The daunting nudity of the page, the impersonal rejection, the yards upon yards of dead trees on the shelf – or. say, the digital avalanche. And all you want to do is … write.
These people offer a map of the territory, bearing in mind that the way is, by definition, different for everybody: what helps me go may do the same for you, or may not. But it’s always enlightening, and heartening, to consider another’s process, and see that if our struggles differ, the struggle doesn’t. Write on.
Comments Off on From one, two, … fifteen writers, to another
The April fools Thursday, Apr 1 2010
Oh, the ones who told us what we never thought we’d hear, who gave us what we didn’t know we needed, who made our eyes go wide, who made us furious until we understood. The ones who helped us learn such excellent new bad habits. The ones who laughed at what no one else thought was funny, who made inappropriate jokes, who showed us that gallantry smiles even in – especially in – terrible places.
The ones who picked us up at the airport at 5:30 AM, who cheered us on, who bought the T-shirt, who read all the way to the end and said, “It’s brilliant!” And meant it.
The ones who never, ever said “But why would you want to?”
Remember to give some love, today, to those people in your life who are, or were, to you what no one else could be: the fabulous April Fools, who do it all with such panache, every single day of the year.
Comments Off on The April fools
Worth 1000 words? Oh yeah. Tuesday, Mar 23 2010
Every book needs its cover: to display the face of the prose to the world, to nudge or tweak the curious buyer. This is the glorious cover for my novel due out in October 2010, Under the Poppy. It was created by Base Art Company, and to say that I’m over the moon would be an understatement.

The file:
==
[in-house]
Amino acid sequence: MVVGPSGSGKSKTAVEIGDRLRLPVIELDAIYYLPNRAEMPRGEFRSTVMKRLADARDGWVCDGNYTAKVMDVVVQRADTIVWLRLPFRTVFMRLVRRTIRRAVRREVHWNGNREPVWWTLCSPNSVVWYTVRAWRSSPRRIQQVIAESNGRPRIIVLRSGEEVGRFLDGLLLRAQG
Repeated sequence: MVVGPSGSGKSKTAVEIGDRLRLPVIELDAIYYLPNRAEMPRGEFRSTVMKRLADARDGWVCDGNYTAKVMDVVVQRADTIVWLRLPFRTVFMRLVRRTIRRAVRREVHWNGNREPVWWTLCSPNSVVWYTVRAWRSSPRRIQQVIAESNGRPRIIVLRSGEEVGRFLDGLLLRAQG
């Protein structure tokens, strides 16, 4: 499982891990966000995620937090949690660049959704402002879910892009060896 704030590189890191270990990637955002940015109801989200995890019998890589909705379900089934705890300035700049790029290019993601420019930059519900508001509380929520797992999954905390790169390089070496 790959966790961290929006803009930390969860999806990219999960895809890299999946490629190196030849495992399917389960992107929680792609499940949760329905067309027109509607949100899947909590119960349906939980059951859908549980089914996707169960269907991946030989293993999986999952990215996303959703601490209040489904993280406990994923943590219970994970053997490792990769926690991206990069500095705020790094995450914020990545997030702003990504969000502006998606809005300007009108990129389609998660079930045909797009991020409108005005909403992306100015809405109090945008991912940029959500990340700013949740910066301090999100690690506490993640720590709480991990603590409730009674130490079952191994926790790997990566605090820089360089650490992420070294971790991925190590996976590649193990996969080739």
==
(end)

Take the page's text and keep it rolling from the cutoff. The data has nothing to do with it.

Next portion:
What the best cover art does is combine artistry with subtlety, to display the meaning and idea of the book, rather than flatly illustrate a scene, which is so much harder than it sounds.
I’ve had some amazing covers thanks to Rick Lieder, to wit, Kissing the Bee and The Blue Mirror, two of my favorites.
There have also been disasters – none of them were my YAs, let’s leave it at that – but yargh.
Breakfast at MRA Sunday, Mar 21 2010
An 8 AM breakfast, amazing company – educators laugh a LOT, did you know that? – and a chance to talk about why middle schoolers are rad and how reading resembles deep sea diving … Here’s me and my table mates at the MRA breakfast, at Cobo Hall in downtown Detroit, on a grey spring morning. We had a rockin’ time; wish you were there.
Awash in unhealthy excitement Friday, Mar 19 2010
The Little Professor is busily corrupting students, what with all that distempered excitement and those dangerous cravings, and I must heartily concur and add warnings of my own: Once you start reading a really excellent novel, you might as well kiss your dull-minded, content-to-be-bored life goodbye, and become forever the trembling slave of pleasures unknown. Like what just happened to me with Sarah Waters’ Fingersmith. I mean for god’s sake, people, I lost uncounted hours reveling in bad new words and whiplash plotting and ladies’ prisons and it got so bad, why, I almost forgot to take my Flintstones Chewable Morphine!
Comments Off on Awash in unhealthy excitement